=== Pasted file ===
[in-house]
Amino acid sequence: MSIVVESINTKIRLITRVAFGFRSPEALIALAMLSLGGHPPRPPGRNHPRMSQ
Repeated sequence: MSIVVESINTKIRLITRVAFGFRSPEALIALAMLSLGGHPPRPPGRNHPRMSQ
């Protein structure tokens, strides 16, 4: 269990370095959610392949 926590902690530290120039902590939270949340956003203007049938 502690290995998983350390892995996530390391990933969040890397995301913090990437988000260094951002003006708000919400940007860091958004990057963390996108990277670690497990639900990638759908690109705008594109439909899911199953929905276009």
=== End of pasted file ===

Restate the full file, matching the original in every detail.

[in-house]
Amino acid sequence: MSIVVESINTKIRLITRVAFGFRSPEALIALAMLSLGGHPPRPPGRNHPRMSQ
Repeated sequence: MSIVVESINTKIRLITRVAFGFRSPEALIALAMLSLGGHPPRPPGRNHPRMSQ
């Protein structure tokens, strides 16, 4: 269990370095959610392949 926590902690530290120039902590939270949340956003203007049938 502690290995998983350390892995996530390391990933969040890397995301913090990437988000260094951002003006708000919400940007860091958004990057963390996108990277670690497990639900990638759908690109705008594109439909899911199953929905276009």